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Tamil Inscriptions in China

Tamil Inscriptions in China



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Published by ramesh2008

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Published by: ramesh2008 on Jun 27, 2008
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The medieval Tamil-language inscriptions inSoutheast Asia and China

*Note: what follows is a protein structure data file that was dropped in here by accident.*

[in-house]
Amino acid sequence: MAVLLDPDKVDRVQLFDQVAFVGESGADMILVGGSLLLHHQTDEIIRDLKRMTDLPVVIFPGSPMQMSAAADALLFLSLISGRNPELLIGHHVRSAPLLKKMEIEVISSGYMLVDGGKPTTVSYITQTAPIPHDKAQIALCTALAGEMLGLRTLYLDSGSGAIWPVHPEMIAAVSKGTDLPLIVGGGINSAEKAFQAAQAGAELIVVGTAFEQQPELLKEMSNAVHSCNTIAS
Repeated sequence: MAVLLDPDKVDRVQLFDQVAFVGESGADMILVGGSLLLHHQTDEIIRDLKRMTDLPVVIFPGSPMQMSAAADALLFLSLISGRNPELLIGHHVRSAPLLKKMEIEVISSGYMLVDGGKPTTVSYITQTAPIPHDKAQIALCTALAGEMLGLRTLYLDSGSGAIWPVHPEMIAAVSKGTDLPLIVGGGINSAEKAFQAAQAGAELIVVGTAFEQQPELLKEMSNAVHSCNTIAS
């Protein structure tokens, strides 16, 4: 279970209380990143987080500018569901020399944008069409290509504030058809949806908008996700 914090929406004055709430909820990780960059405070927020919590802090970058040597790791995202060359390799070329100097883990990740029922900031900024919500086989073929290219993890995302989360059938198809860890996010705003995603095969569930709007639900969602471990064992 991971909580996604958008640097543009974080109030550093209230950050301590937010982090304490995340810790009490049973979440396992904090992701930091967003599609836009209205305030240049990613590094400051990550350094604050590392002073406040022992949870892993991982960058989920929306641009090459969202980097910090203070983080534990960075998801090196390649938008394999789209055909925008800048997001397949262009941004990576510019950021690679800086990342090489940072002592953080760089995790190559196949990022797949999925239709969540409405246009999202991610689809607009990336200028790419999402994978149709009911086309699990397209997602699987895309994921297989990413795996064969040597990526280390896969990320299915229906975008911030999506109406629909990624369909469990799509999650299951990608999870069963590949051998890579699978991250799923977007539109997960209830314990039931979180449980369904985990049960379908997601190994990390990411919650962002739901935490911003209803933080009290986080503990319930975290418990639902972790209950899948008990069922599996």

Early inscriptions written in Indian languages and scripts abound in SoutheastAsia. Literacy in the very early states of Southeast Asia -aside from theportion of north Vietnam annexed by China -began with the importing, bylocal rulers, of modified cults of Buddhism or Hinduism, and the attendantadoption of Sanskrit or Pali language for the writing of religious texts. Later, inthe seventh century, a broader range of texts began to appear on permanentmaterials, written in indigenous languages. Given the importance of religion inspearheading the development of indigenous literacy in Southeast Asia, it isnot surprising that the north Indian languages of Sanskrit and Pali have hadconsiderable long-term impact upon the linguistic and intellectual cultures ofSoutheast Asia.The script in which the earliest Southeast Asian inscriptions were written,however, suggests that these religious ideas and texts were transmitted toSoutheast Asians via the southeast coast of India, where religious use ofSanskrit and Pali also sat alongside the more mundane use of very differentindigenous local languages. The fact that southern Indian languages didn'ttravel eastwards along with the script further suggests that the main carriersof ideas from the southeast coast of India to the east -and the main users inSoutheast Asia of religious texts written in Sanskrit and Pali -were SoutheastAsians themselves. The spread of these north Indian sacred languages thusprovides no specific evidence for any movements of South Asian individualsor groups to Southeast Asia.The same is not true, however, of the handful of medieval inscriptions writtenin Tamil language and script that have been found in Southeast Asia andChina, mainly in Sumatra and peninsular Thailand. These texts arose directlyfrom trade links between south India and certain parts of Southeast Asia andChina, which involved the residence in those regions of Tamil-speakingIndians. Several of these overseas Tamil inscriptions mention well-knownmedieval Indian merchant associations. Since they were so intimately linkedto sea trade connections between South and Southeast Asia, these texts -their locations, their contents, timing, and the contexts in which they werewritten - provide an interesting sidelight on an important period in theeconomic history of the region. It is, therefore, worth examining these textsagainst the broader historical background of medieval Southeast Asia - the